In between the Cubs benefited from two bloop hits, one Paul Konerko error, one Jose Valentin misplay and plenty of feistiness against three White Sox pitchers.
"We didn't hit the ball hard," Cubs manager Don Baylor said, "but they were placed in the right spots."
Baylor had a rare chance to beam after this one.
The manager will send Kerry Wood to the mound Sunday to try to complete the Cubs' first series sweep of the season.
Heck, Saturday marked just the third time all season the Cubs won the first two games of a series.
They trailed 2-0 after Valentin's two-out double off Jon Lieber in the fifth. That scored Ray Durham and left-hander Mark Buehrle, who had recorded his first major-league hit on an 0-2 pitch.
The Cubs rebounded with two in the bottom of the inning. With runners at second and third, Darren Lewis survived an eight-pitch at-bat by fouling off several pitches. He finally stroked a single to left field on a 2-2 fastball.
"It's not too often they can make perfect pitches every time," Baylor said. "If you keep fouling them off, you might get one you can hit."
Said Lewis: "I probably swung at some bad pitches. But he throws a lot of pitches inside so you have to be aggressive."
After catcher Mark Johnson put the Sox back on top in the sixth with his second homer of the season, the Cubs tortured Buehrle with soft singles.
Todd Hundley followed Alou's leadoff double with an opposite-field single.
With runners at first and third, Alex Gonzalez hit a two-hopper to Valentin at third. Instead of going for the double play, Valentin tried to tag Alou, who was leaning off third. That attempt failed, and the bases were loaded.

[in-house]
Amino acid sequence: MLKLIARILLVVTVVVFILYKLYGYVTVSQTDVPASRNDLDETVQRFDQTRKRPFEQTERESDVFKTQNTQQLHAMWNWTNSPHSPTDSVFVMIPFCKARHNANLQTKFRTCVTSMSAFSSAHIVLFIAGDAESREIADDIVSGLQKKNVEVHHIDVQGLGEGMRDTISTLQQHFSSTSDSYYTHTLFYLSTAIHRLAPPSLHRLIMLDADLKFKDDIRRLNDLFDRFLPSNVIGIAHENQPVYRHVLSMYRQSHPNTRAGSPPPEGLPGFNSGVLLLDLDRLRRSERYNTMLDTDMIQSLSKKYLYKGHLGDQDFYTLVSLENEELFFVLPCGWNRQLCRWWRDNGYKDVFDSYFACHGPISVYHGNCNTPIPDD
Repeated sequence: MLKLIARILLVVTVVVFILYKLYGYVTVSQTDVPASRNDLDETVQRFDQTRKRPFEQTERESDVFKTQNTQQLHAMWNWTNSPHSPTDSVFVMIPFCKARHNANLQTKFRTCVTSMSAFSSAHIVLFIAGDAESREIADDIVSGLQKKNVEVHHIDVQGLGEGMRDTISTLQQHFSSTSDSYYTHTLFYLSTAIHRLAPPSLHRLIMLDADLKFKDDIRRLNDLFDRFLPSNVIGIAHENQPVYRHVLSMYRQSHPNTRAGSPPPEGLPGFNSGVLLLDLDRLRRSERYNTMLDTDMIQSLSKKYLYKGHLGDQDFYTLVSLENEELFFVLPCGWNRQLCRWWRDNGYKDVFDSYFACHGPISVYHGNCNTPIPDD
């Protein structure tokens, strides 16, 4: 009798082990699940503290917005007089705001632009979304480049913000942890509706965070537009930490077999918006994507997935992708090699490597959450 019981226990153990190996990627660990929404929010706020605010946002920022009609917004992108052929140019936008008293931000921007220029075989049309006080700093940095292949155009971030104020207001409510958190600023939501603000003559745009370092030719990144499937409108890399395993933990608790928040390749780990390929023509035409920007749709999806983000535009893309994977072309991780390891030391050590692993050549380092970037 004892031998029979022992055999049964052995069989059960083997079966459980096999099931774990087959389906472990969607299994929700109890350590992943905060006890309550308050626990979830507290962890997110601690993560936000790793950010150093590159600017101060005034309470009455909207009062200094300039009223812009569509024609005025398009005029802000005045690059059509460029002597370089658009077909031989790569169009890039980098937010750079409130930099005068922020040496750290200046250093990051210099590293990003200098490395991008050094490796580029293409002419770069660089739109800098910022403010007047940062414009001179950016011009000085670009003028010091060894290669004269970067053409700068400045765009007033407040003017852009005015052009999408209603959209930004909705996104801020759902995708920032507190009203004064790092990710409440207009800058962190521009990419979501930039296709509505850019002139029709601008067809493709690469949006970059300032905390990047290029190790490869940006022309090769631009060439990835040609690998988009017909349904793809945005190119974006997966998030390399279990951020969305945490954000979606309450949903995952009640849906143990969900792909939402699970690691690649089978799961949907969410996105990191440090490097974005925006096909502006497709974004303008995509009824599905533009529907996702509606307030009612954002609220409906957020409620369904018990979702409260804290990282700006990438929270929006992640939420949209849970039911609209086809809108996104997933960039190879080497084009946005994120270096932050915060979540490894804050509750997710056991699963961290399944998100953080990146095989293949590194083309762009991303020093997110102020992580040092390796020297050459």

Chris Stynes, an accomplished pinch-hitter with just an .083 average at Wrigley this season, stepped to the plate.
Sox manager Jerry Manuel stuck with Buehrle even though Stynes was 3-for-3 against him in his career.
"We felt he was our best shot," said Manuel, aware of the numbers.
Stynes fisted a 2-2 fastball into left field to score two runs and give the Cubs a 4-3 lead.
Then Corey Patterson, replacing Lewis, hit a seemingly innocuous two-hopper to first. Konerko booted the ball, prompting sarcastic chants of "Paul-ie! Paul-ie!" from the crowd.
"I got a bad first step," Konerko said. "Then it was textbook letting the ball play you."
After Mark Bellhorn struck out, Sammy Sosa came through with a two-run double. It came on Rocky Biddle's superb pitch, an 0-2 breaking ball that shattered Sosa's bat before the ball found a home down the right-field line.
Patterson flew home from first to give the Cubs a four-run lead.
"When you get those two-out hits, it always seems like someone's on base," Baylor said.
Or at least that's how Baylor remembers it. His team entered the game batting .180 with two outs and runners in scoring position.
After Lieber departed, Juan Cruz and Antonio Alfonseca preserved the victory for the Cubs with three shutout innings.
"You want to finish things," Lieber said, "but if we can get to the sixth or seventh, we know that those guys can shut the door."